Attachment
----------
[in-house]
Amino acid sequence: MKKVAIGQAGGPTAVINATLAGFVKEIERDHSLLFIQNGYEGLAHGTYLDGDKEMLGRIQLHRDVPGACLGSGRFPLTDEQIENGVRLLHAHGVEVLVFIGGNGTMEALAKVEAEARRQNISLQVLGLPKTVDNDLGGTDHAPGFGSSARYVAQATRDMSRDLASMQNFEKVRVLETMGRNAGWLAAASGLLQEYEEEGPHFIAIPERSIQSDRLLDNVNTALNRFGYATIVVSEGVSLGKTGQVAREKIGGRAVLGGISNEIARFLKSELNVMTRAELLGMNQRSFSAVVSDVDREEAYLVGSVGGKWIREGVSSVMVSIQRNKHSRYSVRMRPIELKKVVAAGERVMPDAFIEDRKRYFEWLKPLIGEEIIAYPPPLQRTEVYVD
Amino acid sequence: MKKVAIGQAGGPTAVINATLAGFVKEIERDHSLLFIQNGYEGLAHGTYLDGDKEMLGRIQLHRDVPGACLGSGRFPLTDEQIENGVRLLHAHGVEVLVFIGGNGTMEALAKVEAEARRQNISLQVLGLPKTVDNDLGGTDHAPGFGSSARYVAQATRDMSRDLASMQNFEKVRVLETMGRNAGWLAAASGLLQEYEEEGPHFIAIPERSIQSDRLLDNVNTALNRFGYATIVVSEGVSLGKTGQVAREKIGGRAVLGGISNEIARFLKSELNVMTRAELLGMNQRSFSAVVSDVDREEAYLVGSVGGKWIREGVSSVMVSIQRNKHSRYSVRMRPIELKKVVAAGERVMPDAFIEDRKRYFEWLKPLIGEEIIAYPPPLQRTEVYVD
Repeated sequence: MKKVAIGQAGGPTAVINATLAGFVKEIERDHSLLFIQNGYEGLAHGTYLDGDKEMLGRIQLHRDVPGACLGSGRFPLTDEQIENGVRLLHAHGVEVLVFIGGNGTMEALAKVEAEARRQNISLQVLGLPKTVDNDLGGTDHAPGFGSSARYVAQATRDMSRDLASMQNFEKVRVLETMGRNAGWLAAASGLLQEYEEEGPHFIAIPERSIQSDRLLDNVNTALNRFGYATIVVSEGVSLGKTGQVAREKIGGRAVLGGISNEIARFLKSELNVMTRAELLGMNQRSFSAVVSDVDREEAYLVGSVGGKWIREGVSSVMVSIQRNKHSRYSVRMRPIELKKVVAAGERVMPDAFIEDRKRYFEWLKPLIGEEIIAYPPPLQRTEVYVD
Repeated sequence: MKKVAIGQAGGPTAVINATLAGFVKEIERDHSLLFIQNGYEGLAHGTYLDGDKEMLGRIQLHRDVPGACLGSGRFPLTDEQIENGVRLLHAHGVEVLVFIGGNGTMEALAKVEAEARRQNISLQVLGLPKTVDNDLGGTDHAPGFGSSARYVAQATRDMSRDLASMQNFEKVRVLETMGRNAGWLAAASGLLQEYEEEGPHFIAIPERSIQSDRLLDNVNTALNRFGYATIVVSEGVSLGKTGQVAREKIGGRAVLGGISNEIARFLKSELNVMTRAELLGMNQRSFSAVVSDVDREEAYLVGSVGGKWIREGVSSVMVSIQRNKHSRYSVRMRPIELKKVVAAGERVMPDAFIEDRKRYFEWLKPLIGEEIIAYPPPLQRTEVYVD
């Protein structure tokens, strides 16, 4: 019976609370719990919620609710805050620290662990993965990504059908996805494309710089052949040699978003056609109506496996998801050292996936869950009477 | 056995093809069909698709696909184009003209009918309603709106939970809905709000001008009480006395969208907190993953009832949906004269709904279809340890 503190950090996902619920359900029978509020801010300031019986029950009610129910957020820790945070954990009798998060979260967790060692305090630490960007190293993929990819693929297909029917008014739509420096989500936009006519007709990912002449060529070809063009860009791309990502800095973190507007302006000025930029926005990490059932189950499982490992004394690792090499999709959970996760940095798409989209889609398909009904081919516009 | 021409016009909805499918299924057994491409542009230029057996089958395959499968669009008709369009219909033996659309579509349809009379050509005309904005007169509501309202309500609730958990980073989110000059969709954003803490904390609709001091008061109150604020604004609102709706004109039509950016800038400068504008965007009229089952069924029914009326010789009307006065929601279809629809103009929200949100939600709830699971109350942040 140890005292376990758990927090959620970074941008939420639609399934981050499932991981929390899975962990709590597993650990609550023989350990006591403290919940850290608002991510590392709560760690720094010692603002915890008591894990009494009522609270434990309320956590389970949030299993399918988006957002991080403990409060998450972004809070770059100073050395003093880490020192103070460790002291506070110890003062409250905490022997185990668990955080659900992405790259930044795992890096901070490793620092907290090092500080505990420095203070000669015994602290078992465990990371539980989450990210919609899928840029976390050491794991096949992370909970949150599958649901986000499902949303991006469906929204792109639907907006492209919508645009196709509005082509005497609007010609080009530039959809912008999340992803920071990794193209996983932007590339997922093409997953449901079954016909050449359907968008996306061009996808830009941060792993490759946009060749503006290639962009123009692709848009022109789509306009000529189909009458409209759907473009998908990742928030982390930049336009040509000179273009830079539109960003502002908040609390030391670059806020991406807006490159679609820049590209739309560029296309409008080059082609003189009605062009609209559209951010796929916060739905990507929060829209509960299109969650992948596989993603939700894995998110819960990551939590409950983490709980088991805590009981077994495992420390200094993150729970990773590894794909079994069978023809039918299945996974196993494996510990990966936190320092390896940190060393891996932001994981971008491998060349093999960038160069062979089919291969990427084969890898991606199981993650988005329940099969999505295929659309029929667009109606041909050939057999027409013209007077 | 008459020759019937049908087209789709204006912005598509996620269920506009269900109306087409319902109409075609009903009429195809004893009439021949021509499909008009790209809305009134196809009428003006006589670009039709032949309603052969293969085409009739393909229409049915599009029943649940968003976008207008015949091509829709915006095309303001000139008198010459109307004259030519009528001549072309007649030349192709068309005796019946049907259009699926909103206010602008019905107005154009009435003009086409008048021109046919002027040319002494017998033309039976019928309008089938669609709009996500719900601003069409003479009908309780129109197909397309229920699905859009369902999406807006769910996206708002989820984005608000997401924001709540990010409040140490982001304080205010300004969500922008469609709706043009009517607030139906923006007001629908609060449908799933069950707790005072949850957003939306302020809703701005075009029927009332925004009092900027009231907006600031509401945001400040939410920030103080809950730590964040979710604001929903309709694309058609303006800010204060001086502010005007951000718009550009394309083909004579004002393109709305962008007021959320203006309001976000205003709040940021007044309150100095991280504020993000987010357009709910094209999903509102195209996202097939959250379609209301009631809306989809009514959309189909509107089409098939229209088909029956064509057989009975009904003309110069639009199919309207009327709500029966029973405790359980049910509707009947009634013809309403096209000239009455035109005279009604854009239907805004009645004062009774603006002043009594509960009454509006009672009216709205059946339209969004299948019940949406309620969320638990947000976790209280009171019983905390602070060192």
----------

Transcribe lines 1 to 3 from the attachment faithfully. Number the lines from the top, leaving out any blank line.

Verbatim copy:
[in-house]
Amino acid sequence: MKKVAIGQAGGPTAVINATLAGFVKEIERDHSLLFIQNGYEGLAHGTYLDGDKEMLGRIQLHRDVPGACLGSGRFPLTDEQIENGVRLLHAHGVEVLVFIGGNGTMEALAKVEAEARRQNISLQVLGLPKTVDNDLGGTDHAPGFGSSARYVAQATRDMSRDLASMQNFEKVRVLETMGRNAGWLAAASGLLQEYEEEGPHFIAIPERSIQSDRLLDNVNTALNRFGYATIVVSEGVSLGKTGQVAREKIGGRAVLGGISNEIARFLKSELNVMTRAELLGMNQRSFSAVVSDVDREEAYLVGSVGGKWIREGVSSVMVSIQRNKHSRYSVRMRPIELKKVVAAGERVMPDAFIEDRKRYFEWLKPLIGEEIIAYPPPLQRTEVYVD
Amino acid sequence: MKKVAIGQAGGPTAVINATLAGFVKEIERDHSLLFIQNGYEGLAHGTYLDGDKEMLGRIQLHRDVPGACLGSGRFPLTDEQIENGVRLLHAHGVEVLVFIGGNGTMEALAKVEAEARRQNISLQVLGLPKTVDNDLGGTDHAPGFGSSARYVAQATRDMSRDLASMQNFEKVRVLETMGRNAGWLAAASGLLQEYEEEGPHFIAIPERSIQSDRLLDNVNTALNRFGYATIVVSEGVSLGKTGQVAREKIGGRAVLGGISNEIARFLKSELNVMTRAELLGMNQRSFSAVVSDVDREEAYLVGSVGGKWIREGVSSVMVSIQRNKHSRYSVRMRPIELKKVVAAGERVMPDAFIEDRKRYFEWLKPLIGEEIIAYPPPLQRTEVYVD